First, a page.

Hashim Sarkis to curate Venice Architecture Biennale 2020

Architect Hashim Sarkis, dean of architecture and planning at MIT, will be director for the Venice Architecture Biennale in 2020.


The Venice Biennale board announced today that the Lebanese architect has accepted the commission for the 17th edition of the prestigious exhibition.

“With Hashim Sarkis, La Biennale has provided itself with a curator who is particularly aware of the topics and criticalities which the various contrasting realities of today’s society pose for our living space,” said biennale president Paolo Baratta.

Sarkis has completed buildings in Lebanon and USA

Sarkis has led MIT’s School of Architecture and Planning since 2015.

His office Hashim Sarkis Studios has designed buildings including the Byblos Town Hall in Lebanon and Dana Street House in Cambridge, Massachusetts. His Housing for the Fishermen of Tyre was named as one of the most significant designs of this century in The Phaidon Atlas of 21st Century World Architecture.

He is also the author of books including Josep Lluis Sert, The Architect of Urban Design and Le Corbusier’s Venice Hospital.

Exhibition to will explore global “challenges”

The architect said he was “both honoured and humbled” by the appointment. He suggested that his exhibition will focus on global issues.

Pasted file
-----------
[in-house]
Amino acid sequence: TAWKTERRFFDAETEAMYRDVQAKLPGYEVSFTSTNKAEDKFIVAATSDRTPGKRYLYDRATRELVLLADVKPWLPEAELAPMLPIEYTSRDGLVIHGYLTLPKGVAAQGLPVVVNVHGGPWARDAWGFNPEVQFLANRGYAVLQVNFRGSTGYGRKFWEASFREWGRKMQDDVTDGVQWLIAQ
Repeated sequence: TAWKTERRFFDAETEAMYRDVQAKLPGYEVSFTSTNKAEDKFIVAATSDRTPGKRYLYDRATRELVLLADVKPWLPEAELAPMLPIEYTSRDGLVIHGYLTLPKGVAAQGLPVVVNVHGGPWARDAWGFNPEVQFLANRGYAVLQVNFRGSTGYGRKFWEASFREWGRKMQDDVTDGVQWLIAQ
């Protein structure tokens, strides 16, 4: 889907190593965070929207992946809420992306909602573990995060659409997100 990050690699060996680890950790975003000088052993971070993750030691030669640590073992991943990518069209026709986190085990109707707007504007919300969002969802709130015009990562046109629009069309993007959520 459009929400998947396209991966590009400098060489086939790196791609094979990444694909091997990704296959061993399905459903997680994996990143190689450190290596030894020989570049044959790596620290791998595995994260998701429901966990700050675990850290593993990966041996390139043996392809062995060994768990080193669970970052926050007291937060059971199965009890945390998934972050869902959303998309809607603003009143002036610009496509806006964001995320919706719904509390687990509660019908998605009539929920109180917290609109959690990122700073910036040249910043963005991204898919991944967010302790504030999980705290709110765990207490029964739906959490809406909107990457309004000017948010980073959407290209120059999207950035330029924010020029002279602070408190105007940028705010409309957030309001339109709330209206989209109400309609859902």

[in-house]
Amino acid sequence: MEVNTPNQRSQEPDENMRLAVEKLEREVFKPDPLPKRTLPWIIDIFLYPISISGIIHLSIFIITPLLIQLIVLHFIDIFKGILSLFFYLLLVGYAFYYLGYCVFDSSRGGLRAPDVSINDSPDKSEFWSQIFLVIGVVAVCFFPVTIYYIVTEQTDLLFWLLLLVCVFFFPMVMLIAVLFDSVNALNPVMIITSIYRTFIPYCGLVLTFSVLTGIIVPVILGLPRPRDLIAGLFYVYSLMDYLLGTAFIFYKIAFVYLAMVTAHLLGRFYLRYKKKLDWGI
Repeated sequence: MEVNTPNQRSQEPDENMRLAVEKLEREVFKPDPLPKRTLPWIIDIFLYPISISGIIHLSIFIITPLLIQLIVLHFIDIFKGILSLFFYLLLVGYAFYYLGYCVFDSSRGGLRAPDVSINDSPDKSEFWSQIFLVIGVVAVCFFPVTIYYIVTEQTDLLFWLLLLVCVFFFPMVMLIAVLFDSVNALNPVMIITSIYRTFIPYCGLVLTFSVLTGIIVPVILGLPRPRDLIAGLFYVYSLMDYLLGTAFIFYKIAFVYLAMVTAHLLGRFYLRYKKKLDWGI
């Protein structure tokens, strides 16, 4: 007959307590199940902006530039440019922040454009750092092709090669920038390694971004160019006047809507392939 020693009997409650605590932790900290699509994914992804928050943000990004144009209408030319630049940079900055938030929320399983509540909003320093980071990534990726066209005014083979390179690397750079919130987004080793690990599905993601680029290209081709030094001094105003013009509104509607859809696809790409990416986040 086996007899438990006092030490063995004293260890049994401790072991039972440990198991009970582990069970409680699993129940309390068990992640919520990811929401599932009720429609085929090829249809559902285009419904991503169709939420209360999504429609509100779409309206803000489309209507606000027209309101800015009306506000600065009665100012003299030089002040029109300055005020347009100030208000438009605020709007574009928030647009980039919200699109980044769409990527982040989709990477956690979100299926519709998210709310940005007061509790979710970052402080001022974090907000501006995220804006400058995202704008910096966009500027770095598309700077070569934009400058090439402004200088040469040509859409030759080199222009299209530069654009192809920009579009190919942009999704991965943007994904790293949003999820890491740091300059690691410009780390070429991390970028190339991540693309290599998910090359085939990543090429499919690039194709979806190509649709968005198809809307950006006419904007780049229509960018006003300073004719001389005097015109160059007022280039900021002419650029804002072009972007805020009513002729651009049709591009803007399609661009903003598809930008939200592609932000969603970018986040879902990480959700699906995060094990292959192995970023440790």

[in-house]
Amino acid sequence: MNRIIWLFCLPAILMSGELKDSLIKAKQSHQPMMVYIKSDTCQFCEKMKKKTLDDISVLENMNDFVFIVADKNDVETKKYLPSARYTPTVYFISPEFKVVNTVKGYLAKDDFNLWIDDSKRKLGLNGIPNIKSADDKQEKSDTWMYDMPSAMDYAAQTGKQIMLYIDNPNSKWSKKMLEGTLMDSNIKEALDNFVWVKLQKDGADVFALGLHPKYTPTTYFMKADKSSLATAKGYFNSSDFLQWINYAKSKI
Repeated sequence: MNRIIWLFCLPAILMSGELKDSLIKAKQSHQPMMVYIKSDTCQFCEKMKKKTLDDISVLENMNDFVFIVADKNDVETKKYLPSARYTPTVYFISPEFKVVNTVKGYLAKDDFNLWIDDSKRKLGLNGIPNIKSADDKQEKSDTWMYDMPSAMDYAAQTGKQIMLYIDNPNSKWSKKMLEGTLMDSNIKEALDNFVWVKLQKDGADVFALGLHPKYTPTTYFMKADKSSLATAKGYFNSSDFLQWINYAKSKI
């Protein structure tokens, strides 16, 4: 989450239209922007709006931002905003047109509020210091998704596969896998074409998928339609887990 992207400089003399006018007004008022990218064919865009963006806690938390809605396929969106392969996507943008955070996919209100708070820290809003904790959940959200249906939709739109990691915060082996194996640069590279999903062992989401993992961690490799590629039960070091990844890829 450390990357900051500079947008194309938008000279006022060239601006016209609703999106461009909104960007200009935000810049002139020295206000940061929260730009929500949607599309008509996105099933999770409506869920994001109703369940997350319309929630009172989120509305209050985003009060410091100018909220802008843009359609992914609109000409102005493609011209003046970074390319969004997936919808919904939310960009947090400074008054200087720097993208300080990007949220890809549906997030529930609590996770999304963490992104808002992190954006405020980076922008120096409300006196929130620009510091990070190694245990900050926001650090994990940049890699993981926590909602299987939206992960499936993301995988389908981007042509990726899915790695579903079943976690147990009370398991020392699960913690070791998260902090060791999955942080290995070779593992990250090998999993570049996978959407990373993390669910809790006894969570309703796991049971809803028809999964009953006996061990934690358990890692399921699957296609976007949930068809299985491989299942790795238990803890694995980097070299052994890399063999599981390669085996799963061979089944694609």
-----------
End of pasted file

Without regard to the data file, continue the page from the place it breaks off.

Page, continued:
“The world is putting new challenges in front of architecture,” he said.

“I look forward to working with participating architects from around the world to imagine together how we are going to rise to these challenges. Thank you President Baratta and La Biennale di Venezia team for providing architecture this important platform.”

The exhibition will take place from 23 May to 29 November 2020, with a pre-opening on 21 and 22 May.

The announcement comes shortly after the closing of the Venice Architecture Biennale 2018, curated by Yvonne Farrell and Shelley McNamara of Grafton Architects. Titled Free Space, it explored “generosity of spirit and a sense of humanity, something that is at the core of architecture’s agenda”.

Highlights included a machine that built a wall out of soap bubbles and a series of woodland chapels.

The event had 275,000 visitors, along with the 14,000 that attended the pre-opening.

Photo is by Bryce Vickmark.

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